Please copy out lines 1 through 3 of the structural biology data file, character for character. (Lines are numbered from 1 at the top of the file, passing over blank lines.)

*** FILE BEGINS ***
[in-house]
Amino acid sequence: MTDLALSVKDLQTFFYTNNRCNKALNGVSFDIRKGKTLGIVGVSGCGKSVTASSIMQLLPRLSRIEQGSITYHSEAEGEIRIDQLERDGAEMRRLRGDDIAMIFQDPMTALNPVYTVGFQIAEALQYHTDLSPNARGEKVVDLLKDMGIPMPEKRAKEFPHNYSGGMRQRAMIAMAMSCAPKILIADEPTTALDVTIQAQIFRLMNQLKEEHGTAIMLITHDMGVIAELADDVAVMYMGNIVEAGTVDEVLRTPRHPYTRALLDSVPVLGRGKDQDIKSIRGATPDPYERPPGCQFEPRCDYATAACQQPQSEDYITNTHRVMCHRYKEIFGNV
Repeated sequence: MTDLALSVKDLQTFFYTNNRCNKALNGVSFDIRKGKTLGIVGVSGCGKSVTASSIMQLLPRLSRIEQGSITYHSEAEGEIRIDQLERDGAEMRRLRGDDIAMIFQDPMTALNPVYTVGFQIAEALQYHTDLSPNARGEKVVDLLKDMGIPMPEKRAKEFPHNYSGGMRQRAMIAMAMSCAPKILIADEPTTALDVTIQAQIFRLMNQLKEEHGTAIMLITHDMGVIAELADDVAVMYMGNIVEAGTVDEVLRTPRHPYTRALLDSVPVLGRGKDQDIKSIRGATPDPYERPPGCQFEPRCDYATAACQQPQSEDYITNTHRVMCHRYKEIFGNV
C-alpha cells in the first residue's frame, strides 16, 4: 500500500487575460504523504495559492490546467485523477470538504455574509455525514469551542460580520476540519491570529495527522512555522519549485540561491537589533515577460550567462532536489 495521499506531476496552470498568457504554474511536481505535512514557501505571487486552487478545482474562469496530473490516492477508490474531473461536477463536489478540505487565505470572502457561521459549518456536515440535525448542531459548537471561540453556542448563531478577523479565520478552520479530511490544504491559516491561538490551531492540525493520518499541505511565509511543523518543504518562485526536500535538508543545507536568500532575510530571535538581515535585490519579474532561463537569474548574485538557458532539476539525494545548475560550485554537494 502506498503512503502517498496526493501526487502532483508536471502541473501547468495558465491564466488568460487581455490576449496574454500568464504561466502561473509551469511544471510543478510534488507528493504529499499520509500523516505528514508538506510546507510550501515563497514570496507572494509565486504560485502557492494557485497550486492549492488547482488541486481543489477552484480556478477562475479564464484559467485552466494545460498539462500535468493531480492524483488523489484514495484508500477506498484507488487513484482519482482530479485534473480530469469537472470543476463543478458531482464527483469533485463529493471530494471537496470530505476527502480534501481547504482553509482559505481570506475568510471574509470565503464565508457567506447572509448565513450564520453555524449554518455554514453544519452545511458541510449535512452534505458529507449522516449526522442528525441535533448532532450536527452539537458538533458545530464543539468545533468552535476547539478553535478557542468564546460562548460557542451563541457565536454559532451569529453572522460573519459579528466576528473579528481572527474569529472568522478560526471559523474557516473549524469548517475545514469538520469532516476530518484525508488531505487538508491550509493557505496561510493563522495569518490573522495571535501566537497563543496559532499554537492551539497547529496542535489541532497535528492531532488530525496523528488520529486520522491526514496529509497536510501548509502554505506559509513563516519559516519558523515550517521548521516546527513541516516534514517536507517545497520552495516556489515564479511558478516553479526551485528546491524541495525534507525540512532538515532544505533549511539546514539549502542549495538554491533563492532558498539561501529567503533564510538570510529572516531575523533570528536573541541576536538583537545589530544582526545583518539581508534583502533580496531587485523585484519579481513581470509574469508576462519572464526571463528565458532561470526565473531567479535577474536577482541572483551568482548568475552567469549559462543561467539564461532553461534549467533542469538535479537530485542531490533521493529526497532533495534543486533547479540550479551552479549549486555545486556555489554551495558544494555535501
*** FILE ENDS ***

[in-house]
Amino acid sequence: MTDLALSVKDLQTFFYTNNRCNKALNGVSFDIRKGKTLGIVGVSGCGKSVTASSIMQLLPRLSRIEQGSITYHSEAEGEIRIDQLERDGAEMRRLRGDDIAMIFQDPMTALNPVYTVGFQIAEALQYHTDLSPNARGEKVVDLLKDMGIPMPEKRAKEFPHNYSGGMRQRAMIAMAMSCAPKILIADEPTTALDVTIQAQIFRLMNQLKEEHGTAIMLITHDMGVIAELADDVAVMYMGNIVEAGTVDEVLRTPRHPYTRALLDSVPVLGRGKDQDIKSIRGATPDPYERPPGCQFEPRCDYATAACQQPQSEDYITNTHRVMCHRYKEIFGNV
Repeated sequence: MTDLALSVKDLQTFFYTNNRCNKALNGVSFDIRKGKTLGIVGVSGCGKSVTASSIMQLLPRLSRIEQGSITYHSEAEGEIRIDQLERDGAEMRRLRGDDIAMIFQDPMTALNPVYTVGFQIAEALQYHTDLSPNARGEKVVDLLKDMGIPMPEKRAKEFPHNYSGGMRQRAMIAMAMSCAPKILIADEPTTALDVTIQAQIFRLMNQLKEEHGTAIMLITHDMGVIAELADDVAVMYMGNIVEAGTVDEVLRTPRHPYTRALLDSVPVLGRGKDQDIKSIRGATPDPYERPPGCQFEPRCDYATAACQQPQSEDYITNTHRVMCHRYKEIFGNV